Towns and villages in Himachal Pradesh come with views of mountains above, rivers winding below, and orchards all around.
It’s not a big state, but the undulating terrain can make it slow to traverse, so pick a base and explore these outdoor activities and cultural experiences nearby.
While the rest of India scorches in the summer, Manali (2,050m/6,725ft) in the Kullu Valley is a comfortable temperature, and becomes a popular base for outdoor activities, or simply chilling in one of many traveler cafes.
If you’re going overland to Ladakh, Manali will be the point of departure. It’s possible to motorbike the 450km (280mi) road, or even cycle it – you might be surprised to know more travelers undertake this feat than you’d expect!
If you’re looking for a less strenuous adventure, travel companies around Manali can arrange mountain biking, trekking, rock climbing, canyoning, and white-water rafting.
Some of the top trekking spots near Manali include the Parvati Valley, the Malana Valley, and Lahaul/Spiti, as well as elsewhere in the Kullu Valley.
Get a taste of the local culture in Manali by visiting the wooden Hadimba Temple, which stands in a cedar forest, and is unlike others in India.
Across the Beas River from Manali is Vashisht, a quieter backpacker hangout, with gorgeous natural hot springs attached to the small Hindu temple.
An hour’s bus ride from Manali is Naggar, which is well worth a day trip. There’s an unusual wooden palace, some lovely temples and the spectacular Nikolai Roerich Museum. Naggar is also a good trekking base.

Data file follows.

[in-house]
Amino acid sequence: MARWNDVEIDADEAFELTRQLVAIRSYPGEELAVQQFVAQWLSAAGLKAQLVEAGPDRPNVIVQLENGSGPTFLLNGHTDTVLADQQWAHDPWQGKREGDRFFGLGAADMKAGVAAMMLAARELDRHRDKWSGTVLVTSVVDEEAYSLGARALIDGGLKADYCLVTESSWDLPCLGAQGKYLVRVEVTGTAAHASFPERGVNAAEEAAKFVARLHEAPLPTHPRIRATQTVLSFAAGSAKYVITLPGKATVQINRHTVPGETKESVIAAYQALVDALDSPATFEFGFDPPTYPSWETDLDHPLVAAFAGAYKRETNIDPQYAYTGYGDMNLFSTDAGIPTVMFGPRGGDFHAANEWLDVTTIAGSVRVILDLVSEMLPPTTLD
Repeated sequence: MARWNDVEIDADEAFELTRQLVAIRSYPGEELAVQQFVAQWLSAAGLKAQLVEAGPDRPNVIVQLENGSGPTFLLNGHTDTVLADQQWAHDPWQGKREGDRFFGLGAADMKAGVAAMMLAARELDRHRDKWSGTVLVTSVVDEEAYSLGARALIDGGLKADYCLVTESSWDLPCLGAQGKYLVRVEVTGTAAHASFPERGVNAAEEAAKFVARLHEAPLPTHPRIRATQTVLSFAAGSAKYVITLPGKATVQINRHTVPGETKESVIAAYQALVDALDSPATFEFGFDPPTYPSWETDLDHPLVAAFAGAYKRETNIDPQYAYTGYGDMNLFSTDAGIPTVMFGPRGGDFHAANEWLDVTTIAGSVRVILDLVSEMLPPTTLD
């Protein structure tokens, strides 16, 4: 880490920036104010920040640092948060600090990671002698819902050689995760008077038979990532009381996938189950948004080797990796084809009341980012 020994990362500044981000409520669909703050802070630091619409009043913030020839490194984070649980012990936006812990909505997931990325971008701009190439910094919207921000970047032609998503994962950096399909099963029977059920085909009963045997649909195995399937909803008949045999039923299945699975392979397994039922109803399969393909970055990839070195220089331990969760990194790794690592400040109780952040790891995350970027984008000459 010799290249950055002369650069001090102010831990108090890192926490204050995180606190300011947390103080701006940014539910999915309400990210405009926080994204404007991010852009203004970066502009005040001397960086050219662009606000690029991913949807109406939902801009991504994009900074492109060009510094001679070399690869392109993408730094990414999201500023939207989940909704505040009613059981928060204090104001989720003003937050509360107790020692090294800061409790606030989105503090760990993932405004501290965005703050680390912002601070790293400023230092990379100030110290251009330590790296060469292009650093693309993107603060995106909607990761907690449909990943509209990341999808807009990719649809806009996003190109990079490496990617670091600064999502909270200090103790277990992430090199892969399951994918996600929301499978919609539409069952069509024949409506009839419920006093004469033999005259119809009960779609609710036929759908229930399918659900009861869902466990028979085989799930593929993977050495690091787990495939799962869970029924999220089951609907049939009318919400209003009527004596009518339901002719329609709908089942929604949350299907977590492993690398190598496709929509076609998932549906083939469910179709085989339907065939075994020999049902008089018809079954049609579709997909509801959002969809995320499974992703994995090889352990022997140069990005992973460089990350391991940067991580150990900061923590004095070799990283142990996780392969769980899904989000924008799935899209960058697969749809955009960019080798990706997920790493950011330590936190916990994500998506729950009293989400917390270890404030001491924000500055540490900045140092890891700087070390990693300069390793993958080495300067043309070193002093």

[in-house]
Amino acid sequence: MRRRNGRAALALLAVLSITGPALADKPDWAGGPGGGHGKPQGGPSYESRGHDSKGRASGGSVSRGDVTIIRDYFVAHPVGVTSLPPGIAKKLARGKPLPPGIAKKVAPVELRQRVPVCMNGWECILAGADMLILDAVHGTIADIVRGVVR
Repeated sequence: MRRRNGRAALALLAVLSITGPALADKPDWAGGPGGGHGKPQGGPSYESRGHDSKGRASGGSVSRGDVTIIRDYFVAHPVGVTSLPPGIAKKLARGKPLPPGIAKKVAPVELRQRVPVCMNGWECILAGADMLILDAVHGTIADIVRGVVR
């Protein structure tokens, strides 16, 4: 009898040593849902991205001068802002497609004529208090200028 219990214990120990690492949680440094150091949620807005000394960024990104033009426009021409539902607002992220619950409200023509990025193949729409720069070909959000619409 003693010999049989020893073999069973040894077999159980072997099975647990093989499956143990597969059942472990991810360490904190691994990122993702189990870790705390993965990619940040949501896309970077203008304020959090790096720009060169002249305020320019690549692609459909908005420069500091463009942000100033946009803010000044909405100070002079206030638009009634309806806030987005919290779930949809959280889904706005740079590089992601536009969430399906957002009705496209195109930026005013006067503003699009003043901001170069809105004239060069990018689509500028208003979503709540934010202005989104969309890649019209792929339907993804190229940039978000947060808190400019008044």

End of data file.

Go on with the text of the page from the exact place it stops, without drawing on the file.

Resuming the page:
McLeod Ganj is home to the Dalai Lama, and Tibetan Government in Exile, so many of the town’s attractions revolve around Tibetan Buddhism.
Visit temples and monasteries, spin prayer wheels, watch colorful prayer flags fluttering in the wind, and appreciate the peaceful and rather incongruous nature of this Tibetan community in the heart of the Hindu-dominated Indian Himalayas.
Good hikes are accessible from Dharamsala/McLeod Ganj, including a day hike to Bhagsunag Waterfall and Shiva Cave, a two-day camping hike to Triund and the snowline, and a four-day trek to Kareri Lake and the Minkiani Pass (4,250m/13,943ft).
Shimla was the summer capital of the British Raj, and what’s left today is a quirky town full of tumbledown colonial-era buildings, improbably built on mountain slopes.
Cars are not permitted in the center, so it’s a pleasant place to walk around. There are mountain views in the distance and short hikes around the town – just watch out for the monkeys!
The Kalka-Shimla Railway was completed in 1903, and while it’s not the quickest option, it’s a quaint and enjoyable way of traveling down to the Indian plains, as you can connect to Chandigarh.
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